Harmony in the Garden Blog

Transforming awkward spaces in the garden

I’ve spent the past two years working in my new garden.  And by working, I mean killing myself trying to fix one awkward space after another.

I’ve finally got the upper hand on things (sort of) and just as soon as I can, I’ll share some pics with you.

Above is a teaser of the first bed in my garden that I transformed.  I barely had my things out of the moving truck before I jumped in and tackled this bed.

In the meantime, I thought I’d show a few before-and-after transformations in my clients’ gardens that I’ve recently revisited.

Adios Agapanthus Island

Surrounding this beautiful historic home in Palo Alto was a serene garden consisting of perimeter garden beds that surrounded the lawn and pool.

In the center of the lawn, however, was a giant island of common Lily of the Nile (Agapanthus africanus).  I mean GIANT.

Oh, how I wish I could find the before pic, showing the overcrowded agapanthus, but alas it’s completely vanished.  All I have to show is the day after we ripped them all out (above).

For those of you living on the east coast, I apologize.

I know removing huge clumps of treasured agapanthus seems like a travesty.  But here on the west coast, they’re pretty darn common, they multiply like crazy, and before you know it, they’ve outgrown their space – as was the case here.

Not only did they take up a considerable part of the garden, but you should see how unattractive agapanthus are in the winter when their foliage dies down to slimy clumps.  Ick.

Definitely not something you want as the main focal point of the garden!  So out they went!  Now what?

Seeing as there already existed plenty of lawn, there was no need to add more.  The homeowners both have full-time careers, and currently, have plenty in the garden to maintain, so they wanted something low to no-maintenance (emphasis on the ‘no’).

The solution was to extend the existing entertainment area by replacing the agapanthus island with pea gravel, a gas fire pit, and plenty of casual seating.

We needed to delineate the new fire pit area from the lawn, so in keeping with the semi-formal style of the existing garden, we separated the two spaces with westringia ‘Gray Box’.

Westringia ‘Gray Box’ is one of my favorite boxwood substitutions as it’s also evergreen and maintains a tidy and compact shape.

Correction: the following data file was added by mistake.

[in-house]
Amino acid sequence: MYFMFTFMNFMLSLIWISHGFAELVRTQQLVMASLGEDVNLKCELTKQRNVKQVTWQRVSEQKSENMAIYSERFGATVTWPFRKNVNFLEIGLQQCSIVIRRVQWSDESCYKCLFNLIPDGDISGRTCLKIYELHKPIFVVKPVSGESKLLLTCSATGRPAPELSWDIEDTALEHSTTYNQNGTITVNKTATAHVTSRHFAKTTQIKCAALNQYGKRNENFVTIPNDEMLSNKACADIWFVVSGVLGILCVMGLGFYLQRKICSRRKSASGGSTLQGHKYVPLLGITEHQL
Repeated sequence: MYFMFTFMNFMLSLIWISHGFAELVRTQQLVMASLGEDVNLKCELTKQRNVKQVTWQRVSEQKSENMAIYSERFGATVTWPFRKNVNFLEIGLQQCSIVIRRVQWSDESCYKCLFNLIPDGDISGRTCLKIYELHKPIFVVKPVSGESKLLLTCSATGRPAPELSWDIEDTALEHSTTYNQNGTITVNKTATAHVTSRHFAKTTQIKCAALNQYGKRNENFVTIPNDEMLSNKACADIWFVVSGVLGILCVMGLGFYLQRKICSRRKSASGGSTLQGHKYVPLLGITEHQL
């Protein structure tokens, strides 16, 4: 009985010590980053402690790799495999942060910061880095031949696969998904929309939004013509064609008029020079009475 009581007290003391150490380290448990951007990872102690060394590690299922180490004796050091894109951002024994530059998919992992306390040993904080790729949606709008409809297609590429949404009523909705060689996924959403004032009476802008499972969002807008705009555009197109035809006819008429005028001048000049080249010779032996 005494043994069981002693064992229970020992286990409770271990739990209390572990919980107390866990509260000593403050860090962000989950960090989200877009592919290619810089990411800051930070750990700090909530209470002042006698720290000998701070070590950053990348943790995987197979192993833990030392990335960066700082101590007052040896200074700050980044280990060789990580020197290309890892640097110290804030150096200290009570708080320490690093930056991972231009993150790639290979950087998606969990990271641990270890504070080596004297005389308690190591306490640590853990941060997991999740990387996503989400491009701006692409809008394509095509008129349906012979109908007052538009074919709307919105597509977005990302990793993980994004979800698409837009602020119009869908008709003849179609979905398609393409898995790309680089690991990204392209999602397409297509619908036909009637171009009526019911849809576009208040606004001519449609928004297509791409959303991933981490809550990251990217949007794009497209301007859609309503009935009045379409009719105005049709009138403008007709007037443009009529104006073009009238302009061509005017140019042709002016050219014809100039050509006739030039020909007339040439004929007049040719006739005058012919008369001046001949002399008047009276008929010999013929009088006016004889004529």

However, it has the bonus of also being low-water with teeny little flowers in the spring and summer and, it won’t be killed by boxwood blight.

In the surrounding beds, we added white ‘Iceberg’ roses, ‘Meerlo’ lavender, and ‘Golf Ball’ pittosporum.  This variety of pittosporum is another boxwood substitute, naturally growing somewhat rounded in shape with a lovely olive-green color.

Skinny Lawn = Dry River Bed

With a garden on top of a knoll, a view to die for, and all the privacy one could want, it was a shame to have a ho-hum lawn as the centerpiece of the space.

But with grandchildren on the way, we needed to keep a certain amount of lawn in the garden.

Take a look at the before pic (above), and you’ll notice a broken-down, old boardwalk as the main transportation from one end of the lawn to the other.  And should you step off the edge of the boardwalk, you’d twist an ankle for sure due to the 8” drop-off and steep slope.

This wouldn’t do at all!

So, keeping the main lawn intact, we decided to remove old wooden boardwalk and the useless skinny strip of lawn that ran along its far side.

In its place, we created a dry creek bed which was functional in the winter, helping to divert the rain’s copious runoff.

We used natural flagstones as stepping stones to get from the lawn to the hot tub and garden area.

While I normally love burgundy-colored plants, I felt like the ones surrounding the hot tub were too severe in this setting.

I didn’t think they blended with the surrounding hillside in terms of colors and mounding shapes.

We replaced the dark Hopseed shrubs (Dodonea purpurea) that surrounded the hot tub with shrubs that were mounded in shape, in shades of green and chartreuse.

Included in the garden are lots of yellow-flowered bulbine frutescens, coleonema ‘Sunset Gold’, euphorbia, grevillea, various grasses, and the upright punctuation of Flax (phormium).

And best of all, kitty has lots of new places to hide and hunt lizards.